Whatever about the moral aspects, the legal situation which they’ve attempted to grapple with is mind boggling — no matter how many legal experts you’ve heard on the matter. Regardless, the members applied themselves assiduously during their weekend deliberations in Malahide, Co Dublin.

What a kick in the teeth it would be for them to see whatever they propose tossed around like a political football. Earlier this week speaking to people in Leinster House the special Oireachtas Committee on the Future Funding of Domestic Water Services was being touted as a model of its kind, an excellent prototype for the 8th Amendment. But in the space of a few hours the water committee apparently went from having a report that was 99.9% signed off to all hell breaking loose. The various political positions adopted on the water issue are almost beyond parody.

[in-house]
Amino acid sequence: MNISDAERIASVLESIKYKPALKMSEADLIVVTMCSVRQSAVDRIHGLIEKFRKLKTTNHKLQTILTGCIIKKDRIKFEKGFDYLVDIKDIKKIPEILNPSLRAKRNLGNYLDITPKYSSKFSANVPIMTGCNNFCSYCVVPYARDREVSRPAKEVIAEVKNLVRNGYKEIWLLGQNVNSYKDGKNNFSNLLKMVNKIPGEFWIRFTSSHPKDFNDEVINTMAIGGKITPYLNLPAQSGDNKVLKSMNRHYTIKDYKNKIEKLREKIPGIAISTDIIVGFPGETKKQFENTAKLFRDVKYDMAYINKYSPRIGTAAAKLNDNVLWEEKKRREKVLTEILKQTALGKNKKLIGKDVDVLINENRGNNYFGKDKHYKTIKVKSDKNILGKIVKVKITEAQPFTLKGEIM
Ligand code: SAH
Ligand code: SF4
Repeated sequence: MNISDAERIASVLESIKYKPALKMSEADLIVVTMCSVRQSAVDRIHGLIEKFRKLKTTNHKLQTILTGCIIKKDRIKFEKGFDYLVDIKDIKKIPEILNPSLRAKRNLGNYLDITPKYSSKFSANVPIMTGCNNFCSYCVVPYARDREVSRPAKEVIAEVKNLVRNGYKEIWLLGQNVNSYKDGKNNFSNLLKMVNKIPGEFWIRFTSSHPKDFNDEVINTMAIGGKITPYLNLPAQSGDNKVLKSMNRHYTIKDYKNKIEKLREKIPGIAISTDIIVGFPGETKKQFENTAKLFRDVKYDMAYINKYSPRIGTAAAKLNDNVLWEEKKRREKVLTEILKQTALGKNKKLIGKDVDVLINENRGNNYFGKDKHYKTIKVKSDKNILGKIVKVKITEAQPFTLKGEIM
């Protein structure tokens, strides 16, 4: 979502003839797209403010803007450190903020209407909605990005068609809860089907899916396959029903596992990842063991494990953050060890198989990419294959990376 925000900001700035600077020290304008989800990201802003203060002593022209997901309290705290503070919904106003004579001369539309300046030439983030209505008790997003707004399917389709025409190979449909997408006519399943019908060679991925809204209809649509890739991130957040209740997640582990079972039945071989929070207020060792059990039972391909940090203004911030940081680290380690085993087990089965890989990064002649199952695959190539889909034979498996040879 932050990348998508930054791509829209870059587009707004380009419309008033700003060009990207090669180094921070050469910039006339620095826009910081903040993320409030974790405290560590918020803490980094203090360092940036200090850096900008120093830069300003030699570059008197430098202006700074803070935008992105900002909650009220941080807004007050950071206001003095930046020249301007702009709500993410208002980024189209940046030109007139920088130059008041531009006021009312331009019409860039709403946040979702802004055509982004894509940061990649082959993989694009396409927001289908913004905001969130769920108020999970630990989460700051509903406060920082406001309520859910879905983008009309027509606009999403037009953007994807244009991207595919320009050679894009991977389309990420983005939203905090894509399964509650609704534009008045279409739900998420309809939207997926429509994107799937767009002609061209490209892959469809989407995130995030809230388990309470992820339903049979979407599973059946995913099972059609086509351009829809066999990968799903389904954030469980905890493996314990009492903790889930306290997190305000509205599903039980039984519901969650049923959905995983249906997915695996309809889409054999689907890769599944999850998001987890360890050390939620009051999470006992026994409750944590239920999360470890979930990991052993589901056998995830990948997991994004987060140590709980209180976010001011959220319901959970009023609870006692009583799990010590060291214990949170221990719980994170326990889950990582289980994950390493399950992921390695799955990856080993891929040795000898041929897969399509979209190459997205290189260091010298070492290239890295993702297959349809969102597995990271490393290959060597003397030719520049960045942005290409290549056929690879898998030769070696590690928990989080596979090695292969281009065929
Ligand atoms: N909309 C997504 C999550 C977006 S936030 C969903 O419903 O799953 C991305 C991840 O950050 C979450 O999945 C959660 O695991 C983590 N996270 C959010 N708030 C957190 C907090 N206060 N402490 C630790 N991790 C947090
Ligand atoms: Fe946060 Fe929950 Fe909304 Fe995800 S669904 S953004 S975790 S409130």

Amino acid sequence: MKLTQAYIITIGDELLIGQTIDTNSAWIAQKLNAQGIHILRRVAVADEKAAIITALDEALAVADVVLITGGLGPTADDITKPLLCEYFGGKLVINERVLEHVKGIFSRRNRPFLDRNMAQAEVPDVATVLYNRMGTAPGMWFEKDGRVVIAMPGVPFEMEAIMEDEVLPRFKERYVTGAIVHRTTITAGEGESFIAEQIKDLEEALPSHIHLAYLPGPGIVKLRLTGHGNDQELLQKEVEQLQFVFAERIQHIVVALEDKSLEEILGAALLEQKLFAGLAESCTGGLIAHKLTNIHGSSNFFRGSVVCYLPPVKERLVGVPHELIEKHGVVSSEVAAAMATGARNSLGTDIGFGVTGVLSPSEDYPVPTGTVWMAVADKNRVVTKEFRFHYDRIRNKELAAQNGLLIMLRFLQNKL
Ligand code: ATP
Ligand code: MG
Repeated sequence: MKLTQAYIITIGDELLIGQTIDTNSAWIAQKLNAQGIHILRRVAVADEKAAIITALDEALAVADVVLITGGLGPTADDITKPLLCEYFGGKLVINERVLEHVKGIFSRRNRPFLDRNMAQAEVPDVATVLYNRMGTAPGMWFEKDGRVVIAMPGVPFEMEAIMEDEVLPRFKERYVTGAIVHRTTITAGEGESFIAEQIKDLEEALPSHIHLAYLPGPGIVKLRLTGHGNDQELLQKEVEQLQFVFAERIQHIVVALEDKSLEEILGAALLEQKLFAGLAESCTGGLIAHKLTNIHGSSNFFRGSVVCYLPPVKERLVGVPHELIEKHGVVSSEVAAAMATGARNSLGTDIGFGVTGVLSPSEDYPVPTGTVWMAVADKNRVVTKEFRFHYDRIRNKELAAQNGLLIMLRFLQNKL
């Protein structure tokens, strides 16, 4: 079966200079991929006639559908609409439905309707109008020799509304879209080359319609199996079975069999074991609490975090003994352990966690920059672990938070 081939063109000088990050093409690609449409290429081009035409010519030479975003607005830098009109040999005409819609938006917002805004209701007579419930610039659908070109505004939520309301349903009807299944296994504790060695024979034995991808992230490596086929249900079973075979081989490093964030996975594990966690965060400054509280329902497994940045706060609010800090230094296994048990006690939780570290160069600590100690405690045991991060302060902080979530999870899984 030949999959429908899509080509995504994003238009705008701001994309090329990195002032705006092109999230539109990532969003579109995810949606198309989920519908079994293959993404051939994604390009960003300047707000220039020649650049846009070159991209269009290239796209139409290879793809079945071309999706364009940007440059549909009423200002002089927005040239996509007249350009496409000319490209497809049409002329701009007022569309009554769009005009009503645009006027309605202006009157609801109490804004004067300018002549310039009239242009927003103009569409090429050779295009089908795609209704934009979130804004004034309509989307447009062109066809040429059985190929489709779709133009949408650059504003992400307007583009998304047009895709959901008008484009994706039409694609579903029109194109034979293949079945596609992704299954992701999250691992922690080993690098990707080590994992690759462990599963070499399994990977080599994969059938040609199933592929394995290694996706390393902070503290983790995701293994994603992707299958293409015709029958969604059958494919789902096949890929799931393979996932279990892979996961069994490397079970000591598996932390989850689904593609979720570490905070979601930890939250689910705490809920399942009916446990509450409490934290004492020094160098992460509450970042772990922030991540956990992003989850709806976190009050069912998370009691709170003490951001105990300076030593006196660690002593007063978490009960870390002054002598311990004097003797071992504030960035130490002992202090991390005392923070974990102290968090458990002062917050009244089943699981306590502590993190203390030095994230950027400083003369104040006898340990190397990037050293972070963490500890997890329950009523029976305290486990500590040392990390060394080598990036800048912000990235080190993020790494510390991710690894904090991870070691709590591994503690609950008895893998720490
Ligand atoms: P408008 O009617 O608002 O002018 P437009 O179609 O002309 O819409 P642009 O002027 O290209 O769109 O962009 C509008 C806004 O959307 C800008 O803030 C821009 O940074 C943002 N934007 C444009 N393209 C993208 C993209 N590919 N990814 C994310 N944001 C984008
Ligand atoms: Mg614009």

Now the 8th Amendment Committee will be established in a similar way using the d’hondt method with 16 members, mostly TDs but also senators. There will be five Government representatives, four Fianna Fáil, two Sinn Féin, one Labour, one People Before Profit/AAA, one Independent for Change, and one rural independent, one Social Democrats/Green Party Group. As you can see that makes for a Fine Gael/Fianna Fáil majority. How might that potentially affect the wording of any referendum to be put before the people?

We already know that Taoiseach Enda Kenny is utterly disinclined towards change on this issue. The majority of the Fianna Fáil party, not least party leader Micheál Martin, are similarly disinclined. The Fianna Fáil leader has said there is freedom of conscious on any abortion votes which means party TDs and Senators are not whipped into voting a particular way.

On one hand is the possibility of Fine Gael using the recommendations of the Assembly as a fig leaf, as in, “shure what can we do, this is what the citizens recommended”. But there is also the prospect of them having an absolute conniption at the prospect of recommendation of an outright repeal of the 8th Amendment.